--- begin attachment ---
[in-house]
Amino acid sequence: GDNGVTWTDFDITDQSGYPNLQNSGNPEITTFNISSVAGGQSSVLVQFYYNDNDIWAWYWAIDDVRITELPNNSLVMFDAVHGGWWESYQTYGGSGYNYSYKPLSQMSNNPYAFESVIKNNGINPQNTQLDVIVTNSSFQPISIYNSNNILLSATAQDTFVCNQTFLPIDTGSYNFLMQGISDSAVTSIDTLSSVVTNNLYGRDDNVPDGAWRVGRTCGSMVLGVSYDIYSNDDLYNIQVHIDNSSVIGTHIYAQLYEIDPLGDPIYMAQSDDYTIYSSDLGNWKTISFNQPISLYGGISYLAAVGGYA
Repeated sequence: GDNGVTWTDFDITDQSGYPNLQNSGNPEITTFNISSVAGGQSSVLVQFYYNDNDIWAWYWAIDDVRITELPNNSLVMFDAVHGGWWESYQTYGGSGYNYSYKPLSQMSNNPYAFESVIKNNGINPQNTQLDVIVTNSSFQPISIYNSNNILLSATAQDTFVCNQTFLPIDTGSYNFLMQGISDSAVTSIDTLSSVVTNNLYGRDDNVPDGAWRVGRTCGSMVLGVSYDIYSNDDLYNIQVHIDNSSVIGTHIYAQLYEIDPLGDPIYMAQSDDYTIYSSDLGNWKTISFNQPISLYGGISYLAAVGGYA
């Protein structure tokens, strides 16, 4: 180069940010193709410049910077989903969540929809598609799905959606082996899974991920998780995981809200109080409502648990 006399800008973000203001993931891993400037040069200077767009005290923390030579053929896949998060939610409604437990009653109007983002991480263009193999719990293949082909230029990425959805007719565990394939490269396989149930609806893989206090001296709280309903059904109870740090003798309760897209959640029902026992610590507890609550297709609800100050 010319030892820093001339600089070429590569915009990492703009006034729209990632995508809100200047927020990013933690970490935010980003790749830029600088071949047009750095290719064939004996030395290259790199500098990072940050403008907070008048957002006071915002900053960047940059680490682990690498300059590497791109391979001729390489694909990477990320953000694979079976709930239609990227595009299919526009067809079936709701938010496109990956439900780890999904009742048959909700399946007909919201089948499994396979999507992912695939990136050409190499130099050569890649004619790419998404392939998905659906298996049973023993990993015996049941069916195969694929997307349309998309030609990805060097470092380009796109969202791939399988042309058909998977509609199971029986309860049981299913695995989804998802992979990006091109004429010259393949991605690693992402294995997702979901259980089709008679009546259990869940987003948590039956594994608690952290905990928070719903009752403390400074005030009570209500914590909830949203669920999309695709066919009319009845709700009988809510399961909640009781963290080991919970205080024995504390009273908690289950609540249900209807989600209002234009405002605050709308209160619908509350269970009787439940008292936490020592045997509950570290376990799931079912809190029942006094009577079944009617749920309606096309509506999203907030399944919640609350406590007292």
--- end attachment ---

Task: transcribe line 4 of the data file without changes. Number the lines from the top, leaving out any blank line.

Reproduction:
């Protein structure tokens, strides 16, 4: 180069940010193709410049910077989903969540929809598609799905959606082996899974991920998780995981809200109080409502648990 006399800008973000203001993931891993400037040069200077767009005290923390030579053929896949998060939610409604437990009653109007983002991480263009193999719990293949082909230029990425959805007719565990394939490269396989149930609806893989206090001296709280309903059904109870740090003798309760897209959640029902026992610590507890609550297709609800100050 010319030892820093001339600089070429590569915009990492703009006034729209990632995508809100200047927020990013933690970490935010980003790749830029600088071949047009750095290719064939004996030395290259790199500098990072940050403008907070008048957002006071915002900053960047940059680490682990690498300059590497791109391979001729390489694909990477990320953000694979079976709930239609990227595009299919526009067809079936709701938010496109990956439900780890999904009742048959909700399946007909919201089948499994396979999507992912695939990136050409190499130099050569890649004619790419998404392939998905659906298996049973023993990993015996049941069916195969694929997307349309998309030609990805060097470092380009796109969202791939399988042309058909998977509609199971029986309860049981299913695995989804998802992979990006091109004429010259393949991605690693992402294995997702979901259980089709008679009546259990869940987003948590039956594994608690952290905990928070719903009752403390400074005030009570209500914590909830949203669920999309695709066919009319009845709700009988809510399961909640009781963290080991919970205080024995504390009273908690289950609540249900209807989600209002234009405002605050709308209160619908509350269970009787439940008292936490020592045997509950570290376990799931079912809190029942006094009577079944009617749920309606096309509506999203907030399944919640609350406590007292």